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Exercise and cancer; what’s the relationship?

We all know that exercise is good for us; but what if you found out that there is a strong relationship between exercise and cancer? What if exercising during chemotherapy can actually double your chance of fighting off cancer? Groundbreaking new research is showing just that; prescribed specific targeted exercises designed for individual tumours is having very real positive effective on beating cancer.

While the trials are ongoing, the early results are positive, and medical professionals are excited.

Exercise is about blood flow; and so is cancer

In a very summarised explanation, it’s all to do with blood flow.  Tumours have really poor blood supply, and this is the biggest hurdle to getting the chemo into the tumour.  Exercise increases blood flow, potentially allowing more chemical into the tumour; which leads to increasing its effectiveness if you exercise directly before or after chemo.

Something else to note is that fatigue is a common effect of cancer treatments and regular exercise is something that can assist with improving fatigue levels.

So what it the relationship between exercise and cancer? It is looking more likely that exercise plays a much larger role in the fight than previously recognised.

Different exercise for different cancers?

Research so far is showing different types of cancers respond differently to different types of exercise programs.  While there is yet to be a treatment or cure that magically helps everyone, it seems exercise is proving a key component of helping hit cancer head on, while maintaining weight, bone density and muscle mass through this fight.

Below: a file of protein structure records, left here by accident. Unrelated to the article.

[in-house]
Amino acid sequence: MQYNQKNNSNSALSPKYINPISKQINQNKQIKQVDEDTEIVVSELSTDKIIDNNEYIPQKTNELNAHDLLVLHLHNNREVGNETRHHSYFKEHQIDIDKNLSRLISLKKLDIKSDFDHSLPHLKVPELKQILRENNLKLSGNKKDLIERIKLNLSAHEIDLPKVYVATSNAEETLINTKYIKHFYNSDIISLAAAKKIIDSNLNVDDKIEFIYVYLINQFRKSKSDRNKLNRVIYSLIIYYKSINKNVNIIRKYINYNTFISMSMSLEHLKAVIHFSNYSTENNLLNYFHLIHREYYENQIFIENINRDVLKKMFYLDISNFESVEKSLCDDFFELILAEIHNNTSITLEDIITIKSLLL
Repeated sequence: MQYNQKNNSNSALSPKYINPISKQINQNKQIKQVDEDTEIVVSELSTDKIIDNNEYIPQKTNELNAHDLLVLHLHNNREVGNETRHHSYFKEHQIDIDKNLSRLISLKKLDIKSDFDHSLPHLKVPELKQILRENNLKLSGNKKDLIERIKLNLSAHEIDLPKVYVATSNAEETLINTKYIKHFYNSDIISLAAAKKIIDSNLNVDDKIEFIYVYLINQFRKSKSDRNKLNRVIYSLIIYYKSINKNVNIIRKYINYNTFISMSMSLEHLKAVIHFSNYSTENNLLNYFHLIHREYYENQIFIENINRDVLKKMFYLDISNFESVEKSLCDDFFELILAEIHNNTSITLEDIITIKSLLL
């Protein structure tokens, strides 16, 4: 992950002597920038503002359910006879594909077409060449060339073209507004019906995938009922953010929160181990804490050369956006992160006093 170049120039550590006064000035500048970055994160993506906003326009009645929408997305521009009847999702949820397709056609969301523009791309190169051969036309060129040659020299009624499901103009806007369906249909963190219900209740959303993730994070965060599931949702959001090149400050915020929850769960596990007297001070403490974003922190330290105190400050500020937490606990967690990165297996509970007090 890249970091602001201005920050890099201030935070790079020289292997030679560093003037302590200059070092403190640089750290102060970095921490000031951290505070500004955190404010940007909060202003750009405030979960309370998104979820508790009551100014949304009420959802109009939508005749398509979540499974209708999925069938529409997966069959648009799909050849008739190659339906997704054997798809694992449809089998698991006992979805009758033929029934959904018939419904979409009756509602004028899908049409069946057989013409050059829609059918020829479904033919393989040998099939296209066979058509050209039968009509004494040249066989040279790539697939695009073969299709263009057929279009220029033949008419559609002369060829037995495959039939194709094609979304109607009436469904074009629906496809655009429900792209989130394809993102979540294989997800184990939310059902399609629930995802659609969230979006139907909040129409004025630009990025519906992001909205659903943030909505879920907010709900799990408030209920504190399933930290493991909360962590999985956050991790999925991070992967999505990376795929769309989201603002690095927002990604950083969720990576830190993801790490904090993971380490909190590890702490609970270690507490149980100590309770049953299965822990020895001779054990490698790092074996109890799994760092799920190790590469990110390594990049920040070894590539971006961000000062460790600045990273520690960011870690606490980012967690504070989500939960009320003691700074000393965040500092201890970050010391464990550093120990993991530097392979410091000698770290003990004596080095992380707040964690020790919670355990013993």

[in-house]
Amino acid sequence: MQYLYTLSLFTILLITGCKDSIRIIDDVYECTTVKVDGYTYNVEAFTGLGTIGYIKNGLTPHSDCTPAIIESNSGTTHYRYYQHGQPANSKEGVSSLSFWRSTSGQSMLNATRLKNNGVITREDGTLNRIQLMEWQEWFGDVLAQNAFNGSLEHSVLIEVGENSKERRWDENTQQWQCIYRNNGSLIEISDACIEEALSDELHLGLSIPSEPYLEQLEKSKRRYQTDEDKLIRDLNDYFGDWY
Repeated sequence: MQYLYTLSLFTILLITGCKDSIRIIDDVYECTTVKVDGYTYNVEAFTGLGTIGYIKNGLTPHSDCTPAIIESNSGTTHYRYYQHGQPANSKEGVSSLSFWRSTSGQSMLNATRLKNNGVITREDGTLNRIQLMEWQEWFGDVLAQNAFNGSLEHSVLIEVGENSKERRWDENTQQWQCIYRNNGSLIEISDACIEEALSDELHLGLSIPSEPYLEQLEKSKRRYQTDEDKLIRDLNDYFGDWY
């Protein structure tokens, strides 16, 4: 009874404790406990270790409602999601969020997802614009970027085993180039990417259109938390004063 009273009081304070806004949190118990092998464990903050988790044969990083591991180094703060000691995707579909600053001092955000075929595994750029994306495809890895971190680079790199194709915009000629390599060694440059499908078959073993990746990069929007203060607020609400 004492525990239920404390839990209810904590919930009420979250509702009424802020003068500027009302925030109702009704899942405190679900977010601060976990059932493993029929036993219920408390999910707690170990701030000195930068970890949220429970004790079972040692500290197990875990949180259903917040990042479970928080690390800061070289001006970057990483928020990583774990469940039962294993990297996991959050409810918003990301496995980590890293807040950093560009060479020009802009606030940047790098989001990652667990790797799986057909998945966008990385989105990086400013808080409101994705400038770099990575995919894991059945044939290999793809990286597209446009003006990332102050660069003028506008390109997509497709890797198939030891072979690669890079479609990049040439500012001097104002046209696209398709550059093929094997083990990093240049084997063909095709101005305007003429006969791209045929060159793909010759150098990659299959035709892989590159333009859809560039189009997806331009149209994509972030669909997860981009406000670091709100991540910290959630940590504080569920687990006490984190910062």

Our own immune system is the best defence against cancer, and building this up through regular exercise is a great step to take. But not just walking; your exercise needs to be a mix of aerobic, non-aerobic, muscle-strengthening, and balance. Ideally, mix it up a little.

So what exercise can you do?

For best results you want a combination of aerobic, strength and flexibility training. Guidelines recommended by Exercise Physiologists and the American College of Sports Medicine for cancer patients/survivors are:

Moderate intensity aerobic exercise

At least 3 days each week for at least 20 minutes each session. This can be brisk walking, water aerobics or on a stationary bicycle. Remember in order to see improvements you need to challenge yourself. This means you should feel a little out of breath at the end of each aerobic session.

Strength training 2-3 days each week

This can be body weight exercises, using gym equipment (if your facility has a gym) and resistance bands. A program developed for the individual would have 1-3 sets of 3-5 repetitions of each chosen exercise building up to 8-15 repetitions as the client improve in capability. Examples of strength exercises are:

  • Body weight – sit to stands, back bridge (or hip thrust) and wall push ups
  • Gym equipment – Chest press, leg press, cable row, leg curl or leg extension with ankle weights, bicep curl and shoulder press with hand weights and many more.
  • Resistance bands – Seated or standing chest press, seated or standing row, bicep curls and leg press.

S – T – R – E – T – C – H !

Most days of the week target the major muscle groups and holding each stretch for a minimum 30 seconds.

If you would like to have an exercise program drawn up for you by an accredited Mobile Rehab exercise physiologist, contact:

Mobile Rehab

1300 363 483

www.mobilerehab.com.au

 

 

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